Coronavirus Cases Are Worsening, But State Leaders Aren't Calling For Another Shutdown
On today's program: The governor’s latest briefing on the pandemic implored residents to take precautions seriously, but health reporter Sarah Boden explains, he made no mention of another lockdown; The State Department of Aging unveils its four-year plan, and how it’s serving older adults in a pandemic; and a former CIA intelligence officer talks about his book that explores the politics of a Pittsburgh labor union.
Despite rising COVID-19 cases, no new restrictions from the governor
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State officials painted a dire picture of the state’s health system Monday, warning if the coronavirus spread is not brought under control, people in need could get turned away from hospitals.
WESA Health and Science reporter Sarah Boden explains that despite the grim outlook, Gov. Tom Wolf did not call for a statewide-shutdown.
“Yesterday, the governor called another shutdown a ‘blunt instrument’ and he wanted to take more targeted efforts. That’s something that some public health people have advocated for, saying what happened in the spring was too far reaching and in the long term, did more harm than good,” says Boden. She said this coincides with economic concerns of a shutdown that’s not accompanied by federal support.
State leaders pointed to trends in the data, saying they’re using that information to make decisions about further mitigation steps.
“I don’t understand what more data could do,” says Boden. She says the delays could be a bid for time to craft restrictions that hold up to legal scrutiny, or to negotiate with legislatures on what restrictions are livable. But it’s not clear either are taking place.
As of Tuesday, more than 5,400 individuals were hospitalized with COVID-19 in the commonwealth.
“Secretary [of Health Dr. Rachel] Levine made a really good point yesterday in the fact that in normal times, hospitals send their sickest patients to other facilities when they need more acute care,” says Boden. “When everyone is overwhelmed with patients and doesn’t have enough resources, there’s no slack in the system and that means there is no additional help coming.”
In terms of resources, Boden says western Pennsylvania facilities have enough ICU beds, but the bigger concern is staffing.
Accommodating and assisting older adults in a pandemic
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The Department of Aging recently released and adopted its 2020-2024 State Plan on Aging.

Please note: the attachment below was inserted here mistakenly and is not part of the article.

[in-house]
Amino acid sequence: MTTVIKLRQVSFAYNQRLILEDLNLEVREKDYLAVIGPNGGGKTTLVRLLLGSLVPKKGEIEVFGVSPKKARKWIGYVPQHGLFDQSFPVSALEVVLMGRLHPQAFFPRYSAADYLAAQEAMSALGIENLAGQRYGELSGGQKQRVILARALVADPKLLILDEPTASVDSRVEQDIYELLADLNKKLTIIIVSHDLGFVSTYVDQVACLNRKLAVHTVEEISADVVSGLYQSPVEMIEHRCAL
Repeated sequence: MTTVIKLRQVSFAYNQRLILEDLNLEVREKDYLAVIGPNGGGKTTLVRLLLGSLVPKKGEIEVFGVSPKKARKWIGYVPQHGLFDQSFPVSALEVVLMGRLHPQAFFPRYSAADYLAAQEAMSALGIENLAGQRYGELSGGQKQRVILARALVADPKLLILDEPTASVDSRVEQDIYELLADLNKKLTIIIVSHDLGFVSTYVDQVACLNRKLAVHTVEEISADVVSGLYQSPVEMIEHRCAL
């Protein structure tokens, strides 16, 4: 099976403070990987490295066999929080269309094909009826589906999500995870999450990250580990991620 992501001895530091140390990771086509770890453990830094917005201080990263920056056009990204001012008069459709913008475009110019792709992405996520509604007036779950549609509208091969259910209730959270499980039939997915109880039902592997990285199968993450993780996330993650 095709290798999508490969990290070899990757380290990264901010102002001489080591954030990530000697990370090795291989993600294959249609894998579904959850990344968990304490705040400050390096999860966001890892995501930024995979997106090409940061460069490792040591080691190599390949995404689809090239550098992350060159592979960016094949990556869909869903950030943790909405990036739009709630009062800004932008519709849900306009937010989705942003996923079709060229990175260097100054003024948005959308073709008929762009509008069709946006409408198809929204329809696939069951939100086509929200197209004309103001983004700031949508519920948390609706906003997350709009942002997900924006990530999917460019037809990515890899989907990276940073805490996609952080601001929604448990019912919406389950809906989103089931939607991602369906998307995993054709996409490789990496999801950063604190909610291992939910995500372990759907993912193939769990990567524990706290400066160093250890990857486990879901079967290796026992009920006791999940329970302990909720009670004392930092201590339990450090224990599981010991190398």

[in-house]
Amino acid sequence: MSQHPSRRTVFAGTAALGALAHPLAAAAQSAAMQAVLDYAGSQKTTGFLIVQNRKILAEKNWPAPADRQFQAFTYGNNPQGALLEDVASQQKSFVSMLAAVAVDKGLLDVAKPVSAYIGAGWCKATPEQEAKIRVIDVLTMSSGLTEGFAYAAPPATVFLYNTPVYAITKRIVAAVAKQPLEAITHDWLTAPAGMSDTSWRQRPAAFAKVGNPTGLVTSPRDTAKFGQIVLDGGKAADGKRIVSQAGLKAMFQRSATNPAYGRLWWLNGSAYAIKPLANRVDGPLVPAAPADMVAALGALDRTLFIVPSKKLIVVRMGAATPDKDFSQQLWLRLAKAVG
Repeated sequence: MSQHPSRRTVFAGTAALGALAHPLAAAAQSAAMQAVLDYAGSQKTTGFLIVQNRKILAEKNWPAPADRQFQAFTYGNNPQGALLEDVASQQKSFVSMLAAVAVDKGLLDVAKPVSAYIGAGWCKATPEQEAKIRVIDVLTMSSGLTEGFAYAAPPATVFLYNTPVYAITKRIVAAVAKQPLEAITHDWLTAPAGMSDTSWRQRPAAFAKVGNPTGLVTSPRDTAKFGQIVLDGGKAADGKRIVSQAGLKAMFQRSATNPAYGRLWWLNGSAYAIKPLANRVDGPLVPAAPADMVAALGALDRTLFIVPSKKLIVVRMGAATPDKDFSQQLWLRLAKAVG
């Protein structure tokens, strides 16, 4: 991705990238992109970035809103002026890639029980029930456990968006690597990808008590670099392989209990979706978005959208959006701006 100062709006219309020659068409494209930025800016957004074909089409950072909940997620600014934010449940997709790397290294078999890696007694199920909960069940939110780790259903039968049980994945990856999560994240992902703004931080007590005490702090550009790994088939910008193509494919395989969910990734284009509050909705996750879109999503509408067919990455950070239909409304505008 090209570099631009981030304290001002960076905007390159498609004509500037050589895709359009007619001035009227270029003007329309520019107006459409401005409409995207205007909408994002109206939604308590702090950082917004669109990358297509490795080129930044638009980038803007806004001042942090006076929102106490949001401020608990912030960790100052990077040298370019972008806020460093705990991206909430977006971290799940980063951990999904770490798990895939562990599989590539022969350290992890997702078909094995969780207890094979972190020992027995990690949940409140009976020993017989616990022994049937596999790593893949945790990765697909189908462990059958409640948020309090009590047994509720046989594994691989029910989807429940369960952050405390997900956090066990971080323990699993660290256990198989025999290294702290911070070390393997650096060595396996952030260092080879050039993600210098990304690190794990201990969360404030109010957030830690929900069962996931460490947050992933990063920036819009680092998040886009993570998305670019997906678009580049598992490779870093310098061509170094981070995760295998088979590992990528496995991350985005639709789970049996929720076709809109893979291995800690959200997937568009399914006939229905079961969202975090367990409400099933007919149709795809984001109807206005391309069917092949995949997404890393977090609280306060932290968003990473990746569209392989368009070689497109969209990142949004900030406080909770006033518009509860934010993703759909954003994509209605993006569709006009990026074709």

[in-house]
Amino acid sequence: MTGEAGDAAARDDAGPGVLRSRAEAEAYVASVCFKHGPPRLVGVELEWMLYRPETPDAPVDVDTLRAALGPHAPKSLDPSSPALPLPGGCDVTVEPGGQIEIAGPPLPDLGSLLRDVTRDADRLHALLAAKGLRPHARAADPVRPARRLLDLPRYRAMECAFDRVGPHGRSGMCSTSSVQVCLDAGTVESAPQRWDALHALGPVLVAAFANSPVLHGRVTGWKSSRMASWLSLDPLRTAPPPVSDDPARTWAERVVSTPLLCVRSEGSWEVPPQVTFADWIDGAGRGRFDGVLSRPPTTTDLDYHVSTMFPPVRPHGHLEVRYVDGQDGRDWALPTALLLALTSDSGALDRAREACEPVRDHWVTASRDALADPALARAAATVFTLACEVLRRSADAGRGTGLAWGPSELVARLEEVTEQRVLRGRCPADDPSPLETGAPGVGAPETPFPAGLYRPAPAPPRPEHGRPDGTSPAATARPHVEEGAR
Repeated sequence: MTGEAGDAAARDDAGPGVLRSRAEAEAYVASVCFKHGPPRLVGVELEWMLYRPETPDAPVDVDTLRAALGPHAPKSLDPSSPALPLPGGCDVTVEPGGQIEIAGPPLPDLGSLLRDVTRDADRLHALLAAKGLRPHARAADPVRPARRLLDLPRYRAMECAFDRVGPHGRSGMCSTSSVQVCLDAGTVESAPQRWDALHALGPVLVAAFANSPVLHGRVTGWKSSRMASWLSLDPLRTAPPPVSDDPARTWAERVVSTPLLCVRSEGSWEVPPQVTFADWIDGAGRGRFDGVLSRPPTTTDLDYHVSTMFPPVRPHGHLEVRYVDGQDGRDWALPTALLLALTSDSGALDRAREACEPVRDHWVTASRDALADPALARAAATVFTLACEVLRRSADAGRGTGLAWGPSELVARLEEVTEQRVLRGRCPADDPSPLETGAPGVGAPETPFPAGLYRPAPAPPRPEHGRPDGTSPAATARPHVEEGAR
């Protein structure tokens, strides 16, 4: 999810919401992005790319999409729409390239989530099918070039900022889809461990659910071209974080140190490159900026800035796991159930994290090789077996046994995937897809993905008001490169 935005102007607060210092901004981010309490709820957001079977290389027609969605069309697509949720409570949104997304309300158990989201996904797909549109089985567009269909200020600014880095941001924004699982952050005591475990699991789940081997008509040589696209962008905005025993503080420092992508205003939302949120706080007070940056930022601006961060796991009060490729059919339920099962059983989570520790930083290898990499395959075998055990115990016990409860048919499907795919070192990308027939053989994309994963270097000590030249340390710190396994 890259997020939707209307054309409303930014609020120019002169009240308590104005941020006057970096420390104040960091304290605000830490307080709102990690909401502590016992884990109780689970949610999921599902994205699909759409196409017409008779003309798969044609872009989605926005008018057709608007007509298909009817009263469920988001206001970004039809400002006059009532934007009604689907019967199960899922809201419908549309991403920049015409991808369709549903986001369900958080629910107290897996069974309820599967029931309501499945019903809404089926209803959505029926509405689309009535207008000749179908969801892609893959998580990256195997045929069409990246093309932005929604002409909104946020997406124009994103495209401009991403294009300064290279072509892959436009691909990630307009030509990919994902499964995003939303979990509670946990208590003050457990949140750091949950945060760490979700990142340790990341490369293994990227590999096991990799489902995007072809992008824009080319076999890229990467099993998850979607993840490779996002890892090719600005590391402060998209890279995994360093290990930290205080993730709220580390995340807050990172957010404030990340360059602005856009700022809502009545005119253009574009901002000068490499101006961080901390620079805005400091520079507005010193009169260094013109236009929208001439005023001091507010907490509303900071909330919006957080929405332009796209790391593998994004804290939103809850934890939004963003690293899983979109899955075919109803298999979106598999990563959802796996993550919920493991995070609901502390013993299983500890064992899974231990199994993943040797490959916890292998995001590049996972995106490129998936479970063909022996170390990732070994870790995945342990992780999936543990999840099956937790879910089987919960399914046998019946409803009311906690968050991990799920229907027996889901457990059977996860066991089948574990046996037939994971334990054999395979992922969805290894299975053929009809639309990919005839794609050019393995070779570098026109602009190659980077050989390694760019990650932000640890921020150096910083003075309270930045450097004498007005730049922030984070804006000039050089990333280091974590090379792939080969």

This new iteration has five primary goals, including strengthening capacity and promoting innovations to respond to the commonwealth’s growing aging population.
Faith Haeussler, executive director of the Pennsylvania Council on Aging, says some of these goals are already being put into practice with pilot programs, like one that connects university students and older adults by phone.
“It’s serving that purpose of community connection right now, which is so integral, but it’s also an innovative way to connect older adults intergenerationally to younger adults,” explains Haeussler.
Two other goals of the report are to improve a sense of community for older Pennsylvanians, and honor individual choice.
“This all kind of points back to work being done around social isolation,” says Haeussler, which is worsening in a pandemic where isolating is recommended in an effort to reduce the spread of COVID-19.
“Being able to independently choose to connect to your community is really important for all humans, but in particular for older adults that may have gone through retirement, loss of spouses, and all of those sort of triggers that might increase the likelihood of social isolation.”
In developing the report, Haeussler says the Council on Aging, which includes a group of volunteer older adults, provided a lot of feedback. Those adults also helped develop a guide to mental, spiritual and physical wellness called, “SOLO: Strengthening Older Lives Online.”
She says there are some indicators that older adults are experiencing more anxiety of depression as the pandemic wears on.
But she adds, “Older Pennsylvanians are extraordinarily resilient. They don't necessarily identify as vulnerable.”
Labor history and true crime meet in a new book
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Fifty-one years ago this month, crusading labor leader Jock Yablonski, his wife and daughter were killed in their beds in Clarksville, in Greene County, an hour south of Pittsburgh. A new book titled “Blood Runs Coal” recounts the assassination and its aftermath.
90.5 WESA’s Bill O’Driscoll spoke with author Mark A. Bradley.
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